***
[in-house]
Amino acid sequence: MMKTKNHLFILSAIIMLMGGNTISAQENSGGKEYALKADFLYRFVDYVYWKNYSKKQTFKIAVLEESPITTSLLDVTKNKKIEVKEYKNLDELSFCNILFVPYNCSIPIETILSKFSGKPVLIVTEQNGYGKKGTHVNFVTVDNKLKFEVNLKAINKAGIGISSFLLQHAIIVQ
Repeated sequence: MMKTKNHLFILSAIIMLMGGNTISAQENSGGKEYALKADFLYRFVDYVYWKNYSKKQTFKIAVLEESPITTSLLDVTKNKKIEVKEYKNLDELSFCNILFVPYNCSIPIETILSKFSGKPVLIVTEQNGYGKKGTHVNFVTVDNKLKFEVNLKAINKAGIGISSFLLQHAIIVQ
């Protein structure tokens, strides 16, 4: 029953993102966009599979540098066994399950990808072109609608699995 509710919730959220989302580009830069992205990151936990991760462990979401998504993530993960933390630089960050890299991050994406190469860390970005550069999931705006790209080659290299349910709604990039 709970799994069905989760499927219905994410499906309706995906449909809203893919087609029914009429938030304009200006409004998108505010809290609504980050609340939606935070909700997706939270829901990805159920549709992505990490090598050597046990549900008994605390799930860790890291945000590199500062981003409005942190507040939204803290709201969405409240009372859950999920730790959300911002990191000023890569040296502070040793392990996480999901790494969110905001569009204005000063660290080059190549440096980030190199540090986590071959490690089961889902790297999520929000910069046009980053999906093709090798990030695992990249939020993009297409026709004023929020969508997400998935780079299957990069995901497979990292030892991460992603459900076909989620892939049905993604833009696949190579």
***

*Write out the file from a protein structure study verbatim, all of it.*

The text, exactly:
[in-house]
Amino acid sequence: MMKTKNHLFILSAIIMLMGGNTISAQENSGGKEYALKADFLYRFVDYVYWKNYSKKQTFKIAVLEESPITTSLLDVTKNKKIEVKEYKNLDELSFCNILFVPYNCSIPIETILSKFSGKPVLIVTEQNGYGKKGTHVNFVTVDNKLKFEVNLKAINKAGIGISSFLLQHAIIVQ
Repeated sequence: MMKTKNHLFILSAIIMLMGGNTISAQENSGGKEYALKADFLYRFVDYVYWKNYSKKQTFKIAVLEESPITTSLLDVTKNKKIEVKEYKNLDELSFCNILFVPYNCSIPIETILSKFSGKPVLIVTEQNGYGKKGTHVNFVTVDNKLKFEVNLKAINKAGIGISSFLLQHAIIVQ
């Protein structure tokens, strides 16, 4: 029953993102966009599979540098066994399950990808072109609608699995 509710919730959220989302580009830069992205990151936990991760462990979401998504993530993960933390630089960050890299991050994406190469860390970005550069999931705006790209080659290299349910709604990039 709970799994069905989760499927219905994410499906309706995906449909809203893919087609029914009429938030304009200006409004998108505010809290609504980050609340939606935070909700997706939270829901990805159920549709992505990490090598050597046990549900008994605390799930860790890291945000590199500062981003409005942190507040939204803290709201969405409240009372859950999920730790959300911002990191000023890569040296502070040793392990996480999901790494969110905001569009204005000063660290080059190549440096980030190199540090986590071959490690089961889902790297999520929000910069046009980053999906093709090798990030695992990249939020993009297409026709004023929020969508997400998935780079299957990069995901497979990292030892991460992603459900076909989620892939049905993604833009696949190579």